A look ahead at 2017

Tech predictions for 2017: What I expect to happen

How well did I do predicting 2016, and what does next year look like? Let’s take a look.

Tech predictions for 2017
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Yes, it's that time of the year again. Where does the time go? Anyway, it's time for us in the news business to make our annual predictions for the coming year. Unlike some, I own up to my misfires by leading off with the predictions made a year ago and admitting what came true and what didn't. So let's get into that. 

How good were my 2016 predictions?

1. IBM becomes a major cloud player.
Not really. The most recent numbers, which covered Q2 of this year, put IBM at under 10 percent share. It's still an Amazon and Microsoft world. The good news is IBM grew 57 percent year over year, so it is making up for lost ground. 

2. The Dell-EMC merger will cripple the company if it goes through.
So far, not really. Dell EMC is coming out with some interesting products, and if the debt on the merger is hurting the company, they are keeping it quiet. Easy to do when you are a private firm. 

3. Election year politics will hit tech hard.
Yes, but not in the way I predicted. Fake news, blatant bias by Facebook news and the H-1B visa issue dominated the election.

4. Many web-based sites will be challenged by mobile.
As it turned out, the biggest site was LetGo. They've been running a lot of TV ads.

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5. Abandoned tech will be revived.
No, not really. 4K DVD is out there, but it doesn't appear to be sparking a DVD revival.

6. Cloud leaders will flip from the new guard to the old guard.
That did happen. Microsoft grew into a cloud giant, and both IBM and Oracle continued to gain slow but steady ground.

7. The economic condition of San Francisco will reach a breaking point.
The issue hasn't made the news lately. Mostly it's the deplorable condition of the city that's the issue these days. 

8. SSDs will continue to displace hard drives.
Mostly true. Western Digital finally waded in with its first SSD drives, and these days everyone has a flash storage array, replacing the old 15k RPM drives. 

9. Antivirus software runs out of road.
Well, a Google researcher just made that point.

10. DevOps moves beyond just development.
Still has not happened.

So, more misses than hits. Not a good year for me. Let's see if I can do a little better this time around.

What to expect in 2017

1. Apple continues to lose its cool.
Removing components is not innovation, nor is abandoning product lines. Right now the company is iterating, not innovating. It needs something mindblowing real soon, or its coolness factor will continue to fade away.

2. Cloud adoption will slow.
A lot of people rushed into the cloud without thinking about it. Now, many are moving back to on-premises. This will cause other companies to slow their projects and be more deliberate about moving to the cloud, which is only a positive.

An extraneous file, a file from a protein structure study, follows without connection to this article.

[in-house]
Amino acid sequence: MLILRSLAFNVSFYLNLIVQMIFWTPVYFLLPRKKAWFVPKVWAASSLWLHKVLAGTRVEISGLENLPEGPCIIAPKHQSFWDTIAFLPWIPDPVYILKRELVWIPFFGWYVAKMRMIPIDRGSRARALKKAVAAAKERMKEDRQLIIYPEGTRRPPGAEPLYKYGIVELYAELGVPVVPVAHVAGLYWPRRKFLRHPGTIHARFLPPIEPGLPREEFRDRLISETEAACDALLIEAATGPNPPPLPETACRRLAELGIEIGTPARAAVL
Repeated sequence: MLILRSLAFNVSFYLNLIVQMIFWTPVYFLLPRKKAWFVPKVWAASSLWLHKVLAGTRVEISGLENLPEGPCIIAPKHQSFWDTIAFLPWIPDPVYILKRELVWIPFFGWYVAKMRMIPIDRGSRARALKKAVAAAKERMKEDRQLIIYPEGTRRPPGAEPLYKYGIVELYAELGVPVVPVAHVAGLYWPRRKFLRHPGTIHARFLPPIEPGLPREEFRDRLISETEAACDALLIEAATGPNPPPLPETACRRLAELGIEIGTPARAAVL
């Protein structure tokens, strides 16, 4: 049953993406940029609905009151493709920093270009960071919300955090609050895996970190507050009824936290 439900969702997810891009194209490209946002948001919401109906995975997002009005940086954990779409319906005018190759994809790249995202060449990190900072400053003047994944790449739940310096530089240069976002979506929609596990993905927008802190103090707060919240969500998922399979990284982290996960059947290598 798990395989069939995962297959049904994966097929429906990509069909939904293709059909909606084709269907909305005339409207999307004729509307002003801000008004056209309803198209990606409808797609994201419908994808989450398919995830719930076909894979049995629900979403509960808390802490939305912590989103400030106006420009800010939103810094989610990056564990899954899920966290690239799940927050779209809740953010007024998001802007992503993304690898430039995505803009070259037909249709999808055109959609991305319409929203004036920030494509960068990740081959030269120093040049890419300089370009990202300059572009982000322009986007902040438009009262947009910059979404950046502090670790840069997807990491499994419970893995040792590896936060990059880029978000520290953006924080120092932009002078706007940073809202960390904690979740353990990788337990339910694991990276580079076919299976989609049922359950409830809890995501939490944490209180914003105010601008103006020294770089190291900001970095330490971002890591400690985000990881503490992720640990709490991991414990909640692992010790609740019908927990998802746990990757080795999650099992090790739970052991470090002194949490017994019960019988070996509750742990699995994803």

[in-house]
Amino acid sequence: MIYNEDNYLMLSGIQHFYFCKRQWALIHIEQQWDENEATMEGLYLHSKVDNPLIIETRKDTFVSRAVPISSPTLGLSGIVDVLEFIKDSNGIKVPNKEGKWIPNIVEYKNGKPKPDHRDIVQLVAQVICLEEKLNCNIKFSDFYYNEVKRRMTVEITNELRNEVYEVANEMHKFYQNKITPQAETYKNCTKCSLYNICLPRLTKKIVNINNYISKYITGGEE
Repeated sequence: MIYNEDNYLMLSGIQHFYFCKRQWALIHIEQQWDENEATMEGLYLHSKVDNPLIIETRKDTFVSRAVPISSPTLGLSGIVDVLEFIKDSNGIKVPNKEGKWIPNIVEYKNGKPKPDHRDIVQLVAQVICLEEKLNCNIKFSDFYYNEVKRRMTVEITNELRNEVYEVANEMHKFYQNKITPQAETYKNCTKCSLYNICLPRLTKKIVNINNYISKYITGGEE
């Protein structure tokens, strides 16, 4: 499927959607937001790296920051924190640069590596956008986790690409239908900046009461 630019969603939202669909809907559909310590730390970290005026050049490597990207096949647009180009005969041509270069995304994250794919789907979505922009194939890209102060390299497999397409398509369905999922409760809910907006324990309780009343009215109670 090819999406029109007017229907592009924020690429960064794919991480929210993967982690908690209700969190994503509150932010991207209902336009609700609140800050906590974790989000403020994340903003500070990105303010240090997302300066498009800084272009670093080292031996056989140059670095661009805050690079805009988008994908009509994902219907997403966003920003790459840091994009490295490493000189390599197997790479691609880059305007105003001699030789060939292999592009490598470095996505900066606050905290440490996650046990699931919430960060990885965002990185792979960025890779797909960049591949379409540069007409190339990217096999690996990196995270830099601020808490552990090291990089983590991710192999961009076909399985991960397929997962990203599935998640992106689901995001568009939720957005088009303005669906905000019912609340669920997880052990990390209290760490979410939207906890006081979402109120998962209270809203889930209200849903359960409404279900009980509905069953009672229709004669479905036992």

3. Some tech manufacturing will return to the U.S.
Donald Trump's browbeating will work only for a while. The economics just aren't there to justify a wholescale return to the U.S. but some companies will make a show of it—if only to shut him up.

4. China will lose its luster as a manufacturing hub.
NHK World, the English language version of Japan's top broadcast network, recently reported that many firms are leaving China because it's getting too expensive to operate there. Let that sink in for a moment. Manufacturing is moving to Vietnam and the Philippines.

5. IoT will continue to spin its wheels.
IoT still lacks a cohesive infrastructure and security model. It's a solution in search of a market—I have always said that. The public is still responding to the IoT pitch with, "Why do I need this again?"

6. AMD comes back big.
AMD will finally have a product competitive with Intel, and the OEMs will beat a path to its door simply so they are not beholden to one part supplier.

7. Augmented reality will grow faster than virtual reality.
There are more useful applications in AR, such as training and repair work with overlays showing how to perform a function or fix. VR is just something cool. Practicality always wins out.

8. Net neutrality will suffer setbacks.
While Donald Trump has not made any statements on net neutrality, he has allies who are opposed to it, including FCC Commissioner Ajit Pai, who could become the chairman of the group. The Verge believes he will undo the Obama Administration's changes and hand control back to major providers such as Comcast and Verizon. If that happens, expect Silicon Valley to really mobilize against him.

9. Windows 10 will continue to sell better to consumers.
The Net Applications numbers vs. Steam analytics continue to reflect that home users are adopting Windows 10 a lot faster than business users. Granted it's not a perfect comparison, but it's the best we’ve got—and Steam shows twice the market share for Windows 10 as Net Applications.

10. Amazon and Microsoft will continue to dominate the cloud.
Amazon has the complete package, and Microsoft has its legacy software in the cloud now. That's more than Google and IBM can manage. They will remain in single-digit market share territory.

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